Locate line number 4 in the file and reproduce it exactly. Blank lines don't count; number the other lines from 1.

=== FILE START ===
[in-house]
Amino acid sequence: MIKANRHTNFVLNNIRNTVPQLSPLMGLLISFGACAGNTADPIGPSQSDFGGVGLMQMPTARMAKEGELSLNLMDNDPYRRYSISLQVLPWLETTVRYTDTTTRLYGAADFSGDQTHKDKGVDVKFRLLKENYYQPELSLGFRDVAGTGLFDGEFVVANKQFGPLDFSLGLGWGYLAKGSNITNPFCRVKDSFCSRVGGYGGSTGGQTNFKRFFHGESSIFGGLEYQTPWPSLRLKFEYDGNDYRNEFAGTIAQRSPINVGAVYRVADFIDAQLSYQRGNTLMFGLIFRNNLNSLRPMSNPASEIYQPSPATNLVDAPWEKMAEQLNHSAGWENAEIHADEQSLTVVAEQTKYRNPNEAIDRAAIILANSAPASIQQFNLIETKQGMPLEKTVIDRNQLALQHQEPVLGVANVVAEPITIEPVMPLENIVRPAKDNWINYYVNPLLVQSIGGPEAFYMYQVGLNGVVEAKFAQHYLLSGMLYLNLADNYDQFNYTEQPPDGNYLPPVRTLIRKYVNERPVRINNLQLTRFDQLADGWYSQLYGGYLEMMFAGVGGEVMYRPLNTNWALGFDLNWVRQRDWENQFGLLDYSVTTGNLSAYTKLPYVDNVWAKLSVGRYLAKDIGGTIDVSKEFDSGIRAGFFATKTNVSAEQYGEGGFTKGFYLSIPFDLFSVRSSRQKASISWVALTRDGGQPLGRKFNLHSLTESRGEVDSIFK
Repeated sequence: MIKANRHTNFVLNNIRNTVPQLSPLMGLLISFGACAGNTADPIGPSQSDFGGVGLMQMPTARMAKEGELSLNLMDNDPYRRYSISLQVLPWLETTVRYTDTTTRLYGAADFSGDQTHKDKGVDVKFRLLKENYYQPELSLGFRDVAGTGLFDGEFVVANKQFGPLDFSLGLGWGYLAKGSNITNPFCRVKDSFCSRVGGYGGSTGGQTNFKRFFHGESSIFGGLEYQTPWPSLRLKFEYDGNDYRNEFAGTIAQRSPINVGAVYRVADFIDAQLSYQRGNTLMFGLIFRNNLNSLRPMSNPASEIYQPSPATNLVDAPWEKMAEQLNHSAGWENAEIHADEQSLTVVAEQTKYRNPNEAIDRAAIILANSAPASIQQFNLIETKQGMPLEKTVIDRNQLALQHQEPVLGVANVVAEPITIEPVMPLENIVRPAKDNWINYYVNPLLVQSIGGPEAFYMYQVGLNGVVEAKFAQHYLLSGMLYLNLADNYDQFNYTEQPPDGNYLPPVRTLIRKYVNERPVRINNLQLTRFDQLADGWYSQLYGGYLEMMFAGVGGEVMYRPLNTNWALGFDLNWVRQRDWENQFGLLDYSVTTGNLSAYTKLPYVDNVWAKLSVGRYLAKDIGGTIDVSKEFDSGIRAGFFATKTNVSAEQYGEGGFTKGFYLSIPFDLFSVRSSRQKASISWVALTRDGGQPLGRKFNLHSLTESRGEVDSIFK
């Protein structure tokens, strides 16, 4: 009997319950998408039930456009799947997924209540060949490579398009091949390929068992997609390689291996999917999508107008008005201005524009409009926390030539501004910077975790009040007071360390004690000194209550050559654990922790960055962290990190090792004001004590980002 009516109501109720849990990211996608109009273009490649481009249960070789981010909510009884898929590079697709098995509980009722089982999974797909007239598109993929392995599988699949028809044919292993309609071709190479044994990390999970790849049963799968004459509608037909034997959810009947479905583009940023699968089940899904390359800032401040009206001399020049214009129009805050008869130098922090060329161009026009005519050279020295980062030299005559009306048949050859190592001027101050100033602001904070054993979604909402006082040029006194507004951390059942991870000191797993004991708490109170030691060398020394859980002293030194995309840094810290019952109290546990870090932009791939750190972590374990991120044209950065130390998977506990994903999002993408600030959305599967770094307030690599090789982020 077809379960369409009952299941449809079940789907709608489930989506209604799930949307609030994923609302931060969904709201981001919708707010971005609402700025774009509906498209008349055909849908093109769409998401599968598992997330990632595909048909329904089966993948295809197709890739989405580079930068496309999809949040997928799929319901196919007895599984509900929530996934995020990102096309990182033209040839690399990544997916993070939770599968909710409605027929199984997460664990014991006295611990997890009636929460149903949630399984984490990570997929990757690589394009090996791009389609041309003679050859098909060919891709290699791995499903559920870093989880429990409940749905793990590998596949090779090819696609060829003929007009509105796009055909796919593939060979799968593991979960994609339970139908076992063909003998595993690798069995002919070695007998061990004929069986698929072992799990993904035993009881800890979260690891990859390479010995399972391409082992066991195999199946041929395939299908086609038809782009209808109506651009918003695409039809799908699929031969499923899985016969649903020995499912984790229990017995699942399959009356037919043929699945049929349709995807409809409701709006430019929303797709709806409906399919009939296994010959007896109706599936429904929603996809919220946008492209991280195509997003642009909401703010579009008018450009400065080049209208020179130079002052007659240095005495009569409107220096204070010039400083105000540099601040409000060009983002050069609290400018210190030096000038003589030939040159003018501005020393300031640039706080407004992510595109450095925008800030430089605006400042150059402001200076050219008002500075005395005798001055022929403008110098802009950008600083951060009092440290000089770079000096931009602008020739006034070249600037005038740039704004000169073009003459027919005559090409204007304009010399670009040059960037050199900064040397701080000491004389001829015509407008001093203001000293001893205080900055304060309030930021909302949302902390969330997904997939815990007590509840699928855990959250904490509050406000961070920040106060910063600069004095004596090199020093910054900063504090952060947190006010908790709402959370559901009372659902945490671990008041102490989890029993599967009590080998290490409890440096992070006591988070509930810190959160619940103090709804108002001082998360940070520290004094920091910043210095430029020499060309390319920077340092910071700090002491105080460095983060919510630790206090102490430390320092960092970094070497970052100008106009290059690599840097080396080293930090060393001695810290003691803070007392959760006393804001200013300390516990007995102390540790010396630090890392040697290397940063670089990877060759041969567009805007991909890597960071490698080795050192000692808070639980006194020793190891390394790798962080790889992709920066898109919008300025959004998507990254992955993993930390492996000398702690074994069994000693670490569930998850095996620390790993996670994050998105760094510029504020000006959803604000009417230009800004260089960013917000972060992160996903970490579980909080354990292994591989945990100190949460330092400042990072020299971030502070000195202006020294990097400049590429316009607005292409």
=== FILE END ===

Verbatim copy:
């Protein structure tokens, strides 16, 4: 009997319950998408039930456009799947997924209540060949490579398009091949390929068992997609390689291996999917999508107008008005201005524009409009926390030539501004910077975790009040007071360390004690000194209550050559654990922790960055962290990190090792004001004590980002 009516109501109720849990990211996608109009273009490649481009249960070789981010909510009884898929590079697709098995509980009722089982999974797909007239598109993929392995599988699949028809044919292993309609071709190479044994990390999970790849049963799968004459509608037909034997959810009947479905583009940023699968089940899904390359800032401040009206001399020049214009129009805050008869130098922090060329161009026009005519050279020295980062030299005559009306048949050859190592001027101050100033602001904070054993979604909402006082040029006194507004951390059942991870000191797993004991708490109170030691060398020394859980002293030194995309840094810290019952109290546990870090932009791939750190972590374990991120044209950065130390998977506990994903999002993408600030959305599967770094307030690599090789982020 077809379960369409009952299941449809079940789907709608489930989506209604799930949307609030994923609302931060969904709201981001919708707010971005609402700025774009509906498209008349055909849908093109769409998401599968598992997330990632595909048909329904089966993948295809197709890739989405580079930068496309999809949040997928799929319901196919007895599984509900929530996934995020990102096309990182033209040839690399990544997916993070939770599968909710409605027929199984997460664990014991006295611990997890009636929460149903949630399984984490990570997929990757690589394009090996791009389609041309003679050859098909060919891709290699791995499903559920870093989880429990409940749905793990590998596949090779090819696609060829003929007009509105796009055909796919593939060979799968593991979960994609339970139908076992063909003998595993690798069995002919070695007998061990004929069986698929072992799990993904035993009881800890979260690891990859390479010995399972391409082992066991195999199946041929395939299908086609038809782009209808109506651009918003695409039809799908699929031969499923899985016969649903020995499912984790229990017995699942399959009356037919043929699945049929349709995807409809409701709006430019929303797709709806409906399919009939296994010959007896109706599936429904929603996809919220946008492209991280195509997003642009909401703010579009008018450009400065080049209208020179130079002052007659240095005495009569409107220096204070010039400083105000540099601040409000060009983002050069609290400018210190030096000038003589030939040159003018501005020393300031640039706080407004992510595109450095925008800030430089605006400042150059402001200076050219008002500075005395005798001055022929403008110098802009950008600083951060009092440290000089770079000096931009602008020739006034070249600037005038740039704004000169073009003459027919005559090409204007304009010399670009040059960037050199900064040397701080000491004389001829015509407008001093203001000293001893205080900055304060309030930021909302949302902390969330997904997939815990007590509840699928855990959250904490509050406000961070920040106060910063600069004095004596090199020093910054900063504090952060947190006010908790709402959370559901009372659902945490671990008041102490989890029993599967009590080998290490409890440096992070006591988070509930810190959160619940103090709804108002001082998360940070520290004094920091910043210095430029020499060309390319920077340092910071700090002491105080460095983060919510630790206090102490430390320092960092970094070497970052100008106009290059690599840097080396080293930090060393001695810290003691803070007392959760006393804001200013300390516990007995102390540790010396630090890392040697290397940063670089990877060759041969567009805007991909890597960071490698080795050192000692808070639980006194020793190891390394790798962080790889992709920066898109919008300025959004998507990254992955993993930390492996000398702690074994069994000693670490569930998850095996620390790993996670994050998105760094510029504020000006959803604000009417230009800004260089960013917000972060992160996903970490579980909080354990292994591989945990100190949460330092400042990072020299971030502070000195202006020294990097400049590429316009607005292409």